For quite a while, my website's nav menu changed two things when a link matched the current page:

  1. I added a class to make the text bold. (I'm overdue to add a class to add a larger font size and increase the visual contrast.)
  2. I changed the link to jump to the page's main content.
<ul id="navigation-menu" class="flex flex-wrap flex-gap-6 mb-0 py-0 flex-justify-between list-reset">
<!-- Current page -->
<li class="inline-block text-center mb-0">
<a class="block my-px text-small font-weight-bold" href="#content">
About
</a>
</li>

<!-- Another page -->
<li class="inline-block text-center mb-0">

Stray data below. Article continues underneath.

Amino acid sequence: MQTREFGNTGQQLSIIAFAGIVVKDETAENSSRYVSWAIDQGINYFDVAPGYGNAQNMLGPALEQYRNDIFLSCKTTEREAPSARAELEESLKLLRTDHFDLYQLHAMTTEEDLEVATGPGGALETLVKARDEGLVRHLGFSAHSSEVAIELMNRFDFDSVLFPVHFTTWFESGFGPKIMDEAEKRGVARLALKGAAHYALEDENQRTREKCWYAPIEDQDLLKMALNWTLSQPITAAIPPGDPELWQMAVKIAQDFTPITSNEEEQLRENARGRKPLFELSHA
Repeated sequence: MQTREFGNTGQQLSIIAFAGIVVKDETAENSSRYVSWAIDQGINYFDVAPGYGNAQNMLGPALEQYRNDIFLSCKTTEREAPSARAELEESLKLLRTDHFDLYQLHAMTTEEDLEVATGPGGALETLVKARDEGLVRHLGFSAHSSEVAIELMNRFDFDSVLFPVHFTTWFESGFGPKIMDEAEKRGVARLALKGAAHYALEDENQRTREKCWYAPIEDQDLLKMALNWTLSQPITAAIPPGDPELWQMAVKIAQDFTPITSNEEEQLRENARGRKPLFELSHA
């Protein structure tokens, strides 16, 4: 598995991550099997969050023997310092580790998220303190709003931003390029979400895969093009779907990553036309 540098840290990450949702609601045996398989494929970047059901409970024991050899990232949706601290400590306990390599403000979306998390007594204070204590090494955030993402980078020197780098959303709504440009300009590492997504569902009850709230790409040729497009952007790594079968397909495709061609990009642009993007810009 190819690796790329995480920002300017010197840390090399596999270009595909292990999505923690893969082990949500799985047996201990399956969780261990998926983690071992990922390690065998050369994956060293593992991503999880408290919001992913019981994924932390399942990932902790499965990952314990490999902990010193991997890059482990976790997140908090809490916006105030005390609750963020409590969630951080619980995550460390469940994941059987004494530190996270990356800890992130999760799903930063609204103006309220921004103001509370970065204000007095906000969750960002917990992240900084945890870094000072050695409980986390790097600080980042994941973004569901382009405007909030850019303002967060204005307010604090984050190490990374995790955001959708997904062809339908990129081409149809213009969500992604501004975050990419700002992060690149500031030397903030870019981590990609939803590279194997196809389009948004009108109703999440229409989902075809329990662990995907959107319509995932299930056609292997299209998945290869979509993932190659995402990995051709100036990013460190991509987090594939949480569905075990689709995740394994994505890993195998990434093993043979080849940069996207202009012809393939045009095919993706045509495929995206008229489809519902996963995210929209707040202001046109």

<a class="block my-px text-small " href="/now/">
Now
</a>
</li>

<!-- Other page links here... -->
</ul>

This improves the experience for most users, especially keyboard users. But I'd been missing something: how do screen reader users know which page they're on? Even if I make the current page stand out more, they may not be able to see that.

Turns out, there's an ARIA attribute for that: aria-current. It tells screen readers what the current item is from a list. It can be from a list of:

For my site, I only need the first use case. So the new markup for my About page link will now look like this when you visit that page.

<li class="inline-block text-center mb-0">
<a aria-current="page" class="block my-px font-weight-bold" href="#content">
About
</a>
</li>

Did you notice I also dropped the text-small class to make the text larger? I'm killing two accessibility issues with one post!